To start with, The Chase Sapphire Preferred Card is one of our favorites. It earns 2x points per dollar spent on dining out at restaurants and travel expenses. And through the end of June, it also earns 3x points per dollar spent at the grocery store on up to $1,500 spent.

You’ll also earn 60,000 Chase Ultimate Rewards Points after spending $4,000 in the first three months of card membership. And considering the card has only a $95 annual fee, you can come out way ahead on the initial investment if you use the points to offset the cost of your next home improvement project.

When you use them this way, they will be worth $750. That means if you can get approved for the card and have the financial means to meet the $4,000 spending requirement in three months to earn the bonus, you can come out $655 ahead on your purchase at Home Depot, Lowes, or any other Home Improvement store after subtracting the $95 annual fee.

 

Chase Sapphire Preferred

 

Click Here to learn more about the Chase Sapphire Preferred Card.

 

Then there is the Chase Sapphire Reserve, the premium version of the Sapphire Preferred Card with many more travel-focused features that makes the annual fee on the card $550 each year.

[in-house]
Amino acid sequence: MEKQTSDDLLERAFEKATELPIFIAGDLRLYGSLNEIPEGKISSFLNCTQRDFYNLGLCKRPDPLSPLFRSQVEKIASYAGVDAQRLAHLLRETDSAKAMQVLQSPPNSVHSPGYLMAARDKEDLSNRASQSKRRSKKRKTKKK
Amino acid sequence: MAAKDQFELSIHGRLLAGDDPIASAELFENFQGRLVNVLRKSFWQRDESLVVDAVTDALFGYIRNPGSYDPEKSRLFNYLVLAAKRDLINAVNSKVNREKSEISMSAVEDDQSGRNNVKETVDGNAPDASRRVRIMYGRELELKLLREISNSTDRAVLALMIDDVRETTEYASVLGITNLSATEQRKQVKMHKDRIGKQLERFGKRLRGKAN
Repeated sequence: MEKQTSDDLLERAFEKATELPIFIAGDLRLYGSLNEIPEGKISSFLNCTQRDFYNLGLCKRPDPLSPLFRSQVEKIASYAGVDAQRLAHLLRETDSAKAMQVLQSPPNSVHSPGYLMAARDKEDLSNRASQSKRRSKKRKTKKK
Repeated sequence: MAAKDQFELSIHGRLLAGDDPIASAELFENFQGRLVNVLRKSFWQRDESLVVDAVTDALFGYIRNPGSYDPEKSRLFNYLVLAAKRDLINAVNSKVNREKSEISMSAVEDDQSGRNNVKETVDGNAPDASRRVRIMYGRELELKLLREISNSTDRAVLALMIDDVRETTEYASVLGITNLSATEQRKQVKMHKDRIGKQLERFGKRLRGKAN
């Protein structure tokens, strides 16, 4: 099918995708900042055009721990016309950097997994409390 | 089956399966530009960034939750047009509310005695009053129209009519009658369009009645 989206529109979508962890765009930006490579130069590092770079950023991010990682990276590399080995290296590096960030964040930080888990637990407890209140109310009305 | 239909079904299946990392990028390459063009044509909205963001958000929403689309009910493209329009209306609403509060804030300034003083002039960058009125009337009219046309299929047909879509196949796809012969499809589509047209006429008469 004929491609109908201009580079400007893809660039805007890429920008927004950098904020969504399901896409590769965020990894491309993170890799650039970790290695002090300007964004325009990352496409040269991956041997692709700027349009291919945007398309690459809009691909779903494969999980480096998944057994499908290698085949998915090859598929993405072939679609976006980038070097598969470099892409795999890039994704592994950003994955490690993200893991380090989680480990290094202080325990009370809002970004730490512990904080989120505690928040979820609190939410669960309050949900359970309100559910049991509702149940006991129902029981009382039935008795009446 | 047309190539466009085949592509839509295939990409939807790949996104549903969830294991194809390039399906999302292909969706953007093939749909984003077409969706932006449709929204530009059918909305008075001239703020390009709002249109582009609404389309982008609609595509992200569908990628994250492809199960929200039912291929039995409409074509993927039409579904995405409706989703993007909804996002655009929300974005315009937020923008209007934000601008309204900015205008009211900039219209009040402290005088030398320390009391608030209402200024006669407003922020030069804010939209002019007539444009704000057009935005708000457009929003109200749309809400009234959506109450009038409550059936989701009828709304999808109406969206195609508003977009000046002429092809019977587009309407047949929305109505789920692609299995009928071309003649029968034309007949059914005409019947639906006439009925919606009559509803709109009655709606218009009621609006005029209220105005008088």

With that higher annual fee, you get more premium benefits. You’ll also earn 3x points per dollar spent on dining out at restaurants and travel expenses. And through the end of June, it also earns 5x points per dollar spent at the grocery store on up to $1,500 spent.

And for opening the card and spending $4,000 in the first three months of card membership, you can earn 50,000 Chase Ultimate Rewards Points. But since the points redeem at a value of 1.5 cents each, these points will be worth up to $750 towards travel, groceries, restaurants, and even at home improvement stores.

 

Sapphire Reserve

 

Click Here to learn more about the Chase Sapphire Reserve

 

Our Analysis

If you are thinking about taking advantage of the new Pay Yourself Back feature from Chase and opening one of the Sapphire Cards, it makes sense to start with the Sapphire Preferred Card.

For starters, you’ll earn more points (60,000 after spending $4,000 in the first three months) and your upfront annual fee costs less. And at a time when travel is off the table, shelling out big money on an annual fee whose value largely comes from being able to travel makes little sense.

Not to mention, before your second annual fee is due, you could always upgrade to the Reserve card and your Ultimate Rewards points would ultimately be worth more.

So if your primary goal is to lower your out of pocket cost on that home improvement project you have been putting off, the Preferred is your best bet.

 

Bottom Line

It’s not yet clear whether Chase will extend this benefit beyond Sept. 30. But at a time when travel is largely off the table, this new benefit is a great opportunity to use your points for other purchases to help you save.

 

Editorial Disclaimer: Opinions expressed here are the author’s alone, not those of any bank, credit card issuer, airlines or hotel chain, and have not been reviewed, approved or otherwise endorsed by any of these entities.

Disclaimer: The responses below are not provided or commissioned by the bank advertiser. Responses have not been reviewed, approved or otherwise endorsed by the bank advertiser. It is not the bank advertiser’s responsibility to ensure all posts and/or questions are answered.